In Ephesians 1:4, we are told that the aim of our salvation is that we should be holy: “According as He has chosen us in Him before the foundation of the world, that we should be holy and without blame before Him in love”. Also, in Romans 6:22, we read about ‘fruit unto holiness’: “But now being made free from sin, and become servants to God, ye have your fruit unto holiness, and the end everlasting life”.  Surely this all points to holiness as the fruit that Christ desires to see in His children.

As we would expect, Satan has his cannons ready simed at any believer who sets his or her mind to progressing in  holiness. Satan’s strategy which he has used with great effect is to  convince  believers that a holy life is a dull life; but that  is a lie.  Pursuing holiness is the happiest life possible to man on this earth. In Jesus’ sermon in John 15:1-11, He  tells His disciples what should be the driving principle in their lives, and that is, that they should bear much fruit. That fruit is surely progress in holiness which, far from leading to a dull,  is the way to the most joyous existence we can have here. Jesus did not speak these words to His disciples to take away their joy, but to give them the greatest possible joy.   ” These things have I spoken unto you, that my joy might remain in you, and that your joy might be full”          ( John 15: 11).  It is in the pursuit of holiness that we really experience the joy of being a Christian. Note that He calls it ‘My joy’.  Not just ‘joy,’ but the joy that is in Christ Himself. Surely there can be no greater joy.


“Without Natural Affection”

This phrase is found in Romans, chapter 1, verse 31. The chapter deals with ‘the  wrath of God revealed from heaven against all ungodliness and unrighteousness of men, who suppress the truth in unrighteousness (verse 18)’. The chapter shows  how decadence does not just result in God’s judgement, but that the decadence itself is God’s judgement on those who intellectually reject the one true God: “They did not like to retain God  in their knowledge (verse 28)”. The decadence that resulted is quite simply frightening,  but it did not require positive action by God, but simply the removal of His restraint on their natural sinful tendencies. Nothing more  was required for the awful picture we have in the chapter to develop, and the picture is exactly what we now have in our western nations: extreme moral decadence. But let us not forget that it all resulted from the  intellectual rejection of God. We have come to ‘call evil good and good evil’, like those Isaiah describes in chapter 5, verse  20.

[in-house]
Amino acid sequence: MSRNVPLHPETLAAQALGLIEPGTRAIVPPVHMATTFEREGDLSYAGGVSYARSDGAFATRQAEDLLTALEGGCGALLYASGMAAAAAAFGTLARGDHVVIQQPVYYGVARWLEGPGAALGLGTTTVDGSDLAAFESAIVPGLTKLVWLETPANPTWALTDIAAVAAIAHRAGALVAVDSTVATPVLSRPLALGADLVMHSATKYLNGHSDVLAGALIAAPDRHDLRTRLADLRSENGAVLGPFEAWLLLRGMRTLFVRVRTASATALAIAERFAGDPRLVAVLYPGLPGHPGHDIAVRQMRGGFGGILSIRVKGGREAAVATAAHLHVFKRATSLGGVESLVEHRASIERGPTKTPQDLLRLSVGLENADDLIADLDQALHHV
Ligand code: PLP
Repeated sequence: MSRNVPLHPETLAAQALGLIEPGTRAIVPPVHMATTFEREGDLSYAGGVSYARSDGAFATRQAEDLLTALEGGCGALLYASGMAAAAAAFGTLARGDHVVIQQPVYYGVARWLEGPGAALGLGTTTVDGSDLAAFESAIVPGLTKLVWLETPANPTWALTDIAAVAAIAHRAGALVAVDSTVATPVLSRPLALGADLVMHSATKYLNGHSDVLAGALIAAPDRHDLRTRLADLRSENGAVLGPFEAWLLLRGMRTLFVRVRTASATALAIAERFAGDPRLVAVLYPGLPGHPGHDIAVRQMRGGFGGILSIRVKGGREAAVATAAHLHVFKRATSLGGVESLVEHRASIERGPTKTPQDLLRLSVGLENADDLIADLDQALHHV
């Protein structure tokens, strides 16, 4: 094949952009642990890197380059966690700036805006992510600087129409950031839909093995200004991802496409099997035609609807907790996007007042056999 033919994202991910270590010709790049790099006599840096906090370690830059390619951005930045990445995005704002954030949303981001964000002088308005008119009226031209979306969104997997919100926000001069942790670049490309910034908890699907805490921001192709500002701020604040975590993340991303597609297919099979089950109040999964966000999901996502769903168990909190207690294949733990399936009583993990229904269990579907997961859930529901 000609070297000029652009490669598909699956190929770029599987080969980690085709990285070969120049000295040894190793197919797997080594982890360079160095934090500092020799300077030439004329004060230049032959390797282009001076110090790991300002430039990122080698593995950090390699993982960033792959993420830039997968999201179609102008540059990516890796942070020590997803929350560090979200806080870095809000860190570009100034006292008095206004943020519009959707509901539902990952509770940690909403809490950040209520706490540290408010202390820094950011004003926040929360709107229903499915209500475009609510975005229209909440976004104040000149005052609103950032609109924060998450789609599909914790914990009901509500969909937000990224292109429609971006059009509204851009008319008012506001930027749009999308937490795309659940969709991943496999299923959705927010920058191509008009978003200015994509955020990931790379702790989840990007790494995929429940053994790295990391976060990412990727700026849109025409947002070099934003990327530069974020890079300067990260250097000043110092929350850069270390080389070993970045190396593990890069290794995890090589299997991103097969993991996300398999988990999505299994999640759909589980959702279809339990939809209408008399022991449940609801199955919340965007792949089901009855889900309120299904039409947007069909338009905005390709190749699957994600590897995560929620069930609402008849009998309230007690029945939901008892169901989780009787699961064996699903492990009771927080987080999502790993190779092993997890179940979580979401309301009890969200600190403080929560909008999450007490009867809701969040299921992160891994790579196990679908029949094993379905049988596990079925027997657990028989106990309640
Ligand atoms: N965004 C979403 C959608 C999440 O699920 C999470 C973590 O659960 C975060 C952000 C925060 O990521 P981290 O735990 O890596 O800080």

There is one phrase, however, that I would like to focus on is verse 31 in Romans 1: “Without natural affection”. It highlights something which we all come up against in our necessary  interactions with the world as we go about the routines of life. Many years ago, an unbeliever asked me the question, “Why are people the way they are?” She went on to describe some of the cold, uncaring attitudes that she encountered from day to day. I sympathised with her, and explained that the reason for these attitudes is laid out for us in the bible. I referred her to this chapter. I was thankful for the opportunity to do this, but it also made me realise that even unbelievers were troubled by the changes taking place  in society.  Let us take a  closer look at this very important phrase.

Firstly, the phrase itself tells us that there is in fallen man, even in his natural state, a precious thing called here, ‘natural affection’. How did such a lovely characteristic survive the fall? The reason is that, although the fall was catastrophic, it was controlled and restricted by God. Yes, man became depraved in all his properties and faculties, but not completely evil. This is what we call God’s ‘common grace’ towards the whole world. The result is that we live, not in a world of total evil, but of controlled evil, where even Satan cannot do all the evil he would like, but only what God allows.  Why would a righteous God be so kind to a world that had turned its back on Him? It is so that the situation that we find ourselves in, at least in the western world,  is one where the gospel can be preached, and christians are able to  live out their lives in holiness and service to their Master. This is something we must never take for granted, and we do not know when these freedoms will be restricted or even denied.

Secondly, more and more we see that this natural affection is disappearing from society. This disappearance is in parallel with the rapidly increasing intellectual rejection of God. This rejection may seem to be morally a side issue compared with  the practical decadence that we see, but it is not so. The root cause is the intellectual rejection of God, which is promoted by the media and even by the state.